Sharing real-time information requires complex networks of systems. A promising approach for speeding up data storage devices consists of switching the magnetization, or the electrons' spin, of magnetic materials with ultra-short femtosecond laser pulses. But, how the spin evolves in the nanoworld on extremely short time scales, in one millionth of one billionth of a second, has remained largely mysterious. The team of Professor François Légaré at the Institut national de la recherche scientifique (INRS) has made a major breakthrough in this field, in collaboration with TU Wien, Austria, the French national synchrotron facility (SOLEIL) and other international partners. Their work was published in the journal Optica.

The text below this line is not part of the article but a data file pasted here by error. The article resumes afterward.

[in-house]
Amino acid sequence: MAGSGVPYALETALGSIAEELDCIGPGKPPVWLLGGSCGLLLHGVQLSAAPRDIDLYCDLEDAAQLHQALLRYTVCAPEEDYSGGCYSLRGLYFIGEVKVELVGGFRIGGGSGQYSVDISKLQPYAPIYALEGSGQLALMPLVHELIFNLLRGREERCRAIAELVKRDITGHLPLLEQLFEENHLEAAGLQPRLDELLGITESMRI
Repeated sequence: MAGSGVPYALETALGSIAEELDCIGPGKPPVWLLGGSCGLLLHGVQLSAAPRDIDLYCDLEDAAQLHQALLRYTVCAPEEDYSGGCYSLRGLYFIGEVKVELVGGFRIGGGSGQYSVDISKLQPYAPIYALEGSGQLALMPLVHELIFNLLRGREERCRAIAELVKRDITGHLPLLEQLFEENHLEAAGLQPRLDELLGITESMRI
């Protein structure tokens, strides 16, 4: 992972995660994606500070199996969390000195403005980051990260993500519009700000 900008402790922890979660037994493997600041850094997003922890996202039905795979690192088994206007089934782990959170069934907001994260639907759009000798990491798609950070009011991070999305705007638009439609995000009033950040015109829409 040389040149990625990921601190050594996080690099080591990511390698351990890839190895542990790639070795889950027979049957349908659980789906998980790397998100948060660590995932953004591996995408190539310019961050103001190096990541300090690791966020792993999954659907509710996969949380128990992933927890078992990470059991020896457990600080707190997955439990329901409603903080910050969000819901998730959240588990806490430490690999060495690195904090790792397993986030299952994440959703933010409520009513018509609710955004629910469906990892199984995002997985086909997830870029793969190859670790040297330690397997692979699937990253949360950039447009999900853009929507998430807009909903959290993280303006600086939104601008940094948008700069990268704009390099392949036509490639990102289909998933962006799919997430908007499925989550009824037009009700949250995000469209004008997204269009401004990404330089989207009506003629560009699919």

So far, studies on the subject strongly rely on limited access large X-ray facilities such as free-electron lasers and synchrotrons. The team demonstrates, for the first time, a tabletop ultrafast soft X-ray microscope to spatio-temporally resolve the spin dynamics inside rare earth materials, which are promising for spintronic devices.
This new soft X-ray source based on a high-energy Ytterbium laser represents a critical advance for studying future energy-efficient and high-speed spintronic devices and could be used for many applications in physics, chemistry, and biology.
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